Joshua Lafazan, 18, attends a Syosset school board meeting. (July...

Joshua Lafazan, 18, attends a Syosset school board meeting. (July 2, 2012) Credit: Steve Pfost

One of Syosset's newest school board members got off to a shaky start at his maiden meeting last night.

Joshua Lafazan, 18, who graduated from Syosset High School less than two weeks ago and was sworn in as a board member Monday, asked early on if he could explain publicly why he intended to abstain from most of the voting.

But newly elected board president Michael Cohen turned him down, instead speaking for the young man, saying Lafazan told him he would decline to vote because he didn't have enough time to look over the needed materials.

Cohen said that by law, Lafazan couldn't have viewed the materials -- which fill a 4-inch-thick binder -- until he took his oath Monday morning.

"Can the minutes please reflect that I was denied the floor?" he asked. Cohen said they would.

Lafazan sat silent as the board ticked through 48 resolutions before the crowd of about 50.

Later, resident Fred Gang, 70, told the board it must be more open. He said it should include more specific financial data in the meeting agenda so residents are aware of each expenditure. And forbidding an elected trustee to speak did not reflect the promised transparency, he said.

Lafazan was elected in May along with newcomer Christopher DiFilippo and incumbent Alan Resnick. His controversial candidacy and criticism of the administration divided the community.

During his campaign, the teen was openly questioning of Superintendent Carole Hankin, whose salary and benefits package of more than $500,000 makes her the highest compensated school chief on Long Island.

He had said he felt compelled to become a part of the board so that he could help bring spending under control, better address students' needs and make the district more transparent.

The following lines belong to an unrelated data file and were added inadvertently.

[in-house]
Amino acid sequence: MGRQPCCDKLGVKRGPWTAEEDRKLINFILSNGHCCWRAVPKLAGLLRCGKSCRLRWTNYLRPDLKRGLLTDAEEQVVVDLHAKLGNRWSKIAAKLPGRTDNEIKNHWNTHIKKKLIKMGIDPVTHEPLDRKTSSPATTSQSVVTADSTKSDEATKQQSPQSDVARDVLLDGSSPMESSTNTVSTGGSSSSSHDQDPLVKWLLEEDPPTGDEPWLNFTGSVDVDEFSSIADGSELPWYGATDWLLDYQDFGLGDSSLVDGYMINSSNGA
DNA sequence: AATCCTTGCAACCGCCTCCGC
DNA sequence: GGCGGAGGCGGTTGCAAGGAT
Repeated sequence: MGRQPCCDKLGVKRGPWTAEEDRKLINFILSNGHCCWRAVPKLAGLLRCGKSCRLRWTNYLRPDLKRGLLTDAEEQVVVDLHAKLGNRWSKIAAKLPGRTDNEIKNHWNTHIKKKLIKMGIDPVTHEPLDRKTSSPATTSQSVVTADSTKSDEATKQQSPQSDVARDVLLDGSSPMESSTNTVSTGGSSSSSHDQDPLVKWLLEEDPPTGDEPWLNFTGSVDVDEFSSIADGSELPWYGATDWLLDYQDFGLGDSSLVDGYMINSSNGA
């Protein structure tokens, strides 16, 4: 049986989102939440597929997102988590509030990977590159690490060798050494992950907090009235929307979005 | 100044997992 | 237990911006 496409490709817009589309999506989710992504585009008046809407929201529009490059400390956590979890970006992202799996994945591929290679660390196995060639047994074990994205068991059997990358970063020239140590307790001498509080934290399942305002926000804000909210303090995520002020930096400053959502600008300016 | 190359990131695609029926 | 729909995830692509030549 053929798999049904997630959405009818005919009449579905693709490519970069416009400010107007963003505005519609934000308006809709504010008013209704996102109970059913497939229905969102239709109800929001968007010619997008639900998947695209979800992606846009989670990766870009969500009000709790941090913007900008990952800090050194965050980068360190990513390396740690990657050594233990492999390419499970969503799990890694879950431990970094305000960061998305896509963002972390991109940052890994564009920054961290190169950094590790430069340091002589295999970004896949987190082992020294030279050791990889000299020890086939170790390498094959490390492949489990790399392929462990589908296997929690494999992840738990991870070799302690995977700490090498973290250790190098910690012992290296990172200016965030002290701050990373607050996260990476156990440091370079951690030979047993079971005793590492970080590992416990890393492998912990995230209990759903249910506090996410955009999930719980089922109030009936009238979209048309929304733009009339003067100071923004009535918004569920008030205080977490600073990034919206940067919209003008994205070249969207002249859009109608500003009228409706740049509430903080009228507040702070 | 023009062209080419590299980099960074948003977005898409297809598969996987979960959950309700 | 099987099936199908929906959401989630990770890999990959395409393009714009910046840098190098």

"My priority is to make sure every Syosset resident has access to the line-by-line budget and can share their ideas with the school board," he said Monday in an interview. "Right now, the district only offers the budget in general category groupings. Enough hiding. Let's get everything out in the open."

Lafazan's candidacy was controversial. District officials alerted residents through an automated phone call in May to tell them the candidate's father, Jeff, "ran away" with its only list of absentee voters. Jeff Lafazan said he simply left with what he thought was a copy of the list and wasn't chased by security as the district had said.

Robin Grossman, 48 of Jericho, told the board the robocall scared parents. "I thought to robocall was unwarranted and gave a multitude of parents a racing heart as they thought there was a real problem with their children at large," she said.

District officials declined to elaborate when her question was posed but said later they could not comment as the matter was under investigation.

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